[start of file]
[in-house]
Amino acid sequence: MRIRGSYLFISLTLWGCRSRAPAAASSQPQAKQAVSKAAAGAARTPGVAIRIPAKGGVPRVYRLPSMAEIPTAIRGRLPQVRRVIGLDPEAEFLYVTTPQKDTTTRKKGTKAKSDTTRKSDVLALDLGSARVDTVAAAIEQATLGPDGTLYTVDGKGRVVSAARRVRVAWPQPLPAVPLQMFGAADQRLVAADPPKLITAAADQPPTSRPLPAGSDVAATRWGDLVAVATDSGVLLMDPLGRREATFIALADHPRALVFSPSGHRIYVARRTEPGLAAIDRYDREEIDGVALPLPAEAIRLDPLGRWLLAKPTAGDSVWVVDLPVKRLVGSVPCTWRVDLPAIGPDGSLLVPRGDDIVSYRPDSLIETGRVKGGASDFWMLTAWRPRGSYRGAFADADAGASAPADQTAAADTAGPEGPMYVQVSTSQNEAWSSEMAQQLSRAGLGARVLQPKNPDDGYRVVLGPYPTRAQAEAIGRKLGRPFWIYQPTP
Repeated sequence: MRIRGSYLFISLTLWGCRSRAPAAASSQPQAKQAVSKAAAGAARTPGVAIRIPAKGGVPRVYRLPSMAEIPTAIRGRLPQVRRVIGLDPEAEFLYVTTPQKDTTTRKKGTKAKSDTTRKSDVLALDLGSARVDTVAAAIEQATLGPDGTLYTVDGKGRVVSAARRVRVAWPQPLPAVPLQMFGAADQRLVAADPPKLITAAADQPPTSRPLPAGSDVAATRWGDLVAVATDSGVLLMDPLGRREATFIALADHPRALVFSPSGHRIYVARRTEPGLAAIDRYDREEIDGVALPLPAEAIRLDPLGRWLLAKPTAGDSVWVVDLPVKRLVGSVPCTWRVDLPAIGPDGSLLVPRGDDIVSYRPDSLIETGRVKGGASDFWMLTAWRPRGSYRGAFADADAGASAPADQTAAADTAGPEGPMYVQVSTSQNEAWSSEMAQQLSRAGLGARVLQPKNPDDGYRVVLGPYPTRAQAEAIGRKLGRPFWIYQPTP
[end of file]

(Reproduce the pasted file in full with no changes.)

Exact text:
[in-house]
Amino acid sequence: MRIRGSYLFISLTLWGCRSRAPAAASSQPQAKQAVSKAAAGAARTPGVAIRIPAKGGVPRVYRLPSMAEIPTAIRGRLPQVRRVIGLDPEAEFLYVTTPQKDTTTRKKGTKAKSDTTRKSDVLALDLGSARVDTVAAAIEQATLGPDGTLYTVDGKGRVVSAARRVRVAWPQPLPAVPLQMFGAADQRLVAADPPKLITAAADQPPTSRPLPAGSDVAATRWGDLVAVATDSGVLLMDPLGRREATFIALADHPRALVFSPSGHRIYVARRTEPGLAAIDRYDREEIDGVALPLPAEAIRLDPLGRWLLAKPTAGDSVWVVDLPVKRLVGSVPCTWRVDLPAIGPDGSLLVPRGDDIVSYRPDSLIETGRVKGGASDFWMLTAWRPRGSYRGAFADADAGASAPADQTAAADTAGPEGPMYVQVSTSQNEAWSSEMAQQLSRAGLGARVLQPKNPDDGYRVVLGPYPTRAQAEAIGRKLGRPFWIYQPTP
Repeated sequence: MRIRGSYLFISLTLWGCRSRAPAAASSQPQAKQAVSKAAAGAARTPGVAIRIPAKGGVPRVYRLPSMAEIPTAIRGRLPQVRRVIGLDPEAEFLYVTTPQKDTTTRKKGTKAKSDTTRKSDVLALDLGSARVDTVAAAIEQATLGPDGTLYTVDGKGRVVSAARRVRVAWPQPLPAVPLQMFGAADQRLVAADPPKLITAAADQPPTSRPLPAGSDVAATRWGDLVAVATDSGVLLMDPLGRREATFIALADHPRALVFSPSGHRIYVARRTEPGLAAIDRYDREEIDGVALPLPAEAIRLDPLGRWLLAKPTAGDSVWVVDLPVKRLVGSVPCTWRVDLPAIGPDGSLLVPRGDDIVSYRPDSLIETGRVKGGASDFWMLTAWRPRGSYRGAFADADAGASAPADQTAAADTAGPEGPMYVQVSTSQNEAWSSEMAQQLSRAGLGARVLQPKNPDDGYRVVLGPYPTRAQAEAIGRKLGRPFWIYQPTP